You can’t whitewash your sins and get by with it; you find mercy by admitting and leaving them. Proverbs 28:13 The Message

Sin is a problem - like when we stereotype and judge others. The disease of SUD often causes a breakdown in a person’s ability to live by their core values. But sin does NOT explain everything. What have you called sin that is more complicated than that label? What have you NOT called sin that maybe...is a sin problem?

Living independently of God

I’m not a big fan of the word “sin” - maybe it is my weak spiritual stomach or perhaps it is because I have seen so many instances when someone is willing to use the word as a weapon but utterly incapable of applying it personally.  Somewhere along the line I was encouraged to think of sin as “living independently of God” and this simple way of seeing has helped me stomach the “s” word.  One of the things I love about this definition is that it frees us from unhealthy arguments over things Christian people have argued about - quite unattractively - for centuries.  Pair that with the work of the 12 steps, which is all about focusing on our side of the street and “doing” things in response to what we find clogging up our gutters and we have a combination that I think really helps us make progress in terms of meaningful change.  

 

 

This doesn’t make sin irrelevant.  This too is reflective in mutual aid societies like AA, where we learn that our “ism” may be a disease but that doesn’t let us off the hook.  Disease is not an excuse, merely part of the story.

 

A part of any transformational story requires us to think about sin.  I thought I’d list some words that pop up in conversations about living independently of God - infidelity in all its forms, arrogance, pride, greed, lust, anger, gluttony, envy, laziness, selfishness, disrespect towards self and others, hate, stealing, cheating, and perhaps overarching all of this suffering - failure to live, truly live, our one precious, wild life (paraphrasing Mary Oliver).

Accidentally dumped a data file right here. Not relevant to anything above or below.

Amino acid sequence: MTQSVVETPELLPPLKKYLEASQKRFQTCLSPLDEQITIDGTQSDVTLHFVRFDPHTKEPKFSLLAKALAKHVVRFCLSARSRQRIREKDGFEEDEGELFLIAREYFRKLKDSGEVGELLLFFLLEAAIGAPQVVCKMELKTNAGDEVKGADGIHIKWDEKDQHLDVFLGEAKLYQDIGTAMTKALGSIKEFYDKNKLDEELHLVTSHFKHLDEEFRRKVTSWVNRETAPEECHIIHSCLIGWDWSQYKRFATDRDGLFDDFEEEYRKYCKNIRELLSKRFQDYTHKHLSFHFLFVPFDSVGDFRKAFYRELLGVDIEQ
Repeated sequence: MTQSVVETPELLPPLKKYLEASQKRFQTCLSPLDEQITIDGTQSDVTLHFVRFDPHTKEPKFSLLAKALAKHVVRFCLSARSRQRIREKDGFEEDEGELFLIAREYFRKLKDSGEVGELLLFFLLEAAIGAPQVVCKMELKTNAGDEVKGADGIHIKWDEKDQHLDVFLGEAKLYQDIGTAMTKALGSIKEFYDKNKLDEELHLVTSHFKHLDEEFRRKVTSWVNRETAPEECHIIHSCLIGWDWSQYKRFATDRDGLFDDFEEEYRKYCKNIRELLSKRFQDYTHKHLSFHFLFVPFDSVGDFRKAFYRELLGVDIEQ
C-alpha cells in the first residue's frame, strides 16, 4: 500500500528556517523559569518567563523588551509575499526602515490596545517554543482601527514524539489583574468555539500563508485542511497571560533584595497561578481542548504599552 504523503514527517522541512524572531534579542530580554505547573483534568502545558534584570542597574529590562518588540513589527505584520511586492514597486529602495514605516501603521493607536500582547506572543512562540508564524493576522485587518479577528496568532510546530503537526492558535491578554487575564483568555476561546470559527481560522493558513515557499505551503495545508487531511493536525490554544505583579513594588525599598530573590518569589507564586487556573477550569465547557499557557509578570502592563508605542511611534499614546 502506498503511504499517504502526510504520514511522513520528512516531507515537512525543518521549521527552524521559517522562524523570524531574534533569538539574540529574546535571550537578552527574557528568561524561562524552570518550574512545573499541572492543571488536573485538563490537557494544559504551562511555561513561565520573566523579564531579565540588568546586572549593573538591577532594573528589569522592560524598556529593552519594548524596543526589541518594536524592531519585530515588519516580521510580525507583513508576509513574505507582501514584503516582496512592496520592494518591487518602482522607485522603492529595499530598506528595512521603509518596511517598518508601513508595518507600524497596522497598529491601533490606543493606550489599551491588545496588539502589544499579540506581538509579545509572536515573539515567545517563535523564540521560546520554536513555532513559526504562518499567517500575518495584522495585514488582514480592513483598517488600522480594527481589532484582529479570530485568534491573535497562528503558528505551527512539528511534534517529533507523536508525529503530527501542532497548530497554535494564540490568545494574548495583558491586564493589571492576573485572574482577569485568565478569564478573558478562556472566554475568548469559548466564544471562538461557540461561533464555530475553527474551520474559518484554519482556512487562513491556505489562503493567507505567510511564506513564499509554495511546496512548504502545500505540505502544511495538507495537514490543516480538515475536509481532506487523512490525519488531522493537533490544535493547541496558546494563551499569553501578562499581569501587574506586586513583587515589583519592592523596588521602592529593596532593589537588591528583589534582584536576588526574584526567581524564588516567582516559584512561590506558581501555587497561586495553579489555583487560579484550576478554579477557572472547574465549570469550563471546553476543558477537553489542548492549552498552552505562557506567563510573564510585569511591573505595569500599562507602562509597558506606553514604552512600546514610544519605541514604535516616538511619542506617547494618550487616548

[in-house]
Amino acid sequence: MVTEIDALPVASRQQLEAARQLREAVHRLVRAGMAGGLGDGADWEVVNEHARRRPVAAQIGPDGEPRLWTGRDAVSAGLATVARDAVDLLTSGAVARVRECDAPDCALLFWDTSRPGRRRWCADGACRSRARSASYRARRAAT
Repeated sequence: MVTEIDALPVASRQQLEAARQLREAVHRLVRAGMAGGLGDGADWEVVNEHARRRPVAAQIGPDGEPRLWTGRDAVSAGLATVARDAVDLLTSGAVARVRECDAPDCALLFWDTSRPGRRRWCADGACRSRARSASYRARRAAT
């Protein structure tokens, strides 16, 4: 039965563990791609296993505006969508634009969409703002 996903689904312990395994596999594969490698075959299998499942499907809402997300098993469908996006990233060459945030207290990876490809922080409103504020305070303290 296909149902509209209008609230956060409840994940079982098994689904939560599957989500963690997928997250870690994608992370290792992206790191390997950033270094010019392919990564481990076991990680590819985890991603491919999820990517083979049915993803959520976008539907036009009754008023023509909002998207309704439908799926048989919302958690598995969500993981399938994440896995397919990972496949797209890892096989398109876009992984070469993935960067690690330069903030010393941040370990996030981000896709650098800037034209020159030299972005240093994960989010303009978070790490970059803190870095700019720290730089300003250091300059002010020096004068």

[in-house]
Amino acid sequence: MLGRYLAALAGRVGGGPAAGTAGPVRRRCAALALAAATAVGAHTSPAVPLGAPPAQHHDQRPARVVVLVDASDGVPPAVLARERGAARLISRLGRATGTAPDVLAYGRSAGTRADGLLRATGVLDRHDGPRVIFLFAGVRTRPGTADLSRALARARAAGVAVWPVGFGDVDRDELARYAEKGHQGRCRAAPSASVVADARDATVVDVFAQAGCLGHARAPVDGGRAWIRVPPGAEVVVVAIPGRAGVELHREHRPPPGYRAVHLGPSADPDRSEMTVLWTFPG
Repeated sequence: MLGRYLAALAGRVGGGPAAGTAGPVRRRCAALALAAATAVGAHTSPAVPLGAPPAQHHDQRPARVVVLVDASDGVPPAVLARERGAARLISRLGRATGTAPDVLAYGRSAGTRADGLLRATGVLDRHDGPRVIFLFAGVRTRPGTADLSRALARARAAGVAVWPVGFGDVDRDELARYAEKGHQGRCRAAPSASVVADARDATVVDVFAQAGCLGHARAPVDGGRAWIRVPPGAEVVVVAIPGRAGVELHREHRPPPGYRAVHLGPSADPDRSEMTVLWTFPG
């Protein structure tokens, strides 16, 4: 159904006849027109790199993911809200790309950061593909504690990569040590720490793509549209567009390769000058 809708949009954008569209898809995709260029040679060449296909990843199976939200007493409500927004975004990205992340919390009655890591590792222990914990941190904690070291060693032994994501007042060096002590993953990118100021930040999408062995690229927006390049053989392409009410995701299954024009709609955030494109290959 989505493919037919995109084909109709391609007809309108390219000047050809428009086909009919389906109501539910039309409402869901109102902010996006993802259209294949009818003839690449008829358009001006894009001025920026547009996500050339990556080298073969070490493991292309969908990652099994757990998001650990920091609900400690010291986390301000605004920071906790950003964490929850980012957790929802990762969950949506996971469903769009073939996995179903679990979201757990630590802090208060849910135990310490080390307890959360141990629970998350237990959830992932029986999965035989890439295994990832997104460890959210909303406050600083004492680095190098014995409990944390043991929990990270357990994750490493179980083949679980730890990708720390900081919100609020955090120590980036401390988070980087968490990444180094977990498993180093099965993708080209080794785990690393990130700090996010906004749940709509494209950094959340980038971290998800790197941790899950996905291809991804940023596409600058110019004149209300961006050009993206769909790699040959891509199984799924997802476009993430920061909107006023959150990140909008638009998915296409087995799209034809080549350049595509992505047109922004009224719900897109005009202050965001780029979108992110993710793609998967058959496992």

I go to all sorts of lengths to NOT deal with my ways of living independently of God in thought, word and deed.  It shows up in defensiveness, justifications, blaming others, and more.  One way I avoid seeing “sin” is by dodging my own emotions.  So if you’re digging around in the foundation of your soul, maybe you could set aside time to consider how you do - or do not - handle your own emotions.  I tend to set mine aside, but I have friends who go the opposite direction with almost identical results.  They marinate in their emotions, and some tell me that it has been helpful to them to realize that just because they feel something intensely, it doesn’t mean that the intense feeling is the only data point in choosing what comes next.  Things to look for?  Self-pity, anger, negativity, resentment, depression, controlling behaviors.  

 

Also, look for fear.  In our community we often refer to that as operating by the law of scarcity.  What we mean by that is living independently of the core beliefs that include:  God wants to bless us, there is enough to go around.  In AA they say “self-centered fear of not getting what we want or of losing what we have.”  

 

All these possibilities are tricky to recognize in ourselves, which is why we suggest that transformation is a journey not a destination.  This work will be something we commit to even as we eventually realize that how we do the work my shift and morph over time.  What might be part of your transformational work?  Who or what do you need to help you make progress?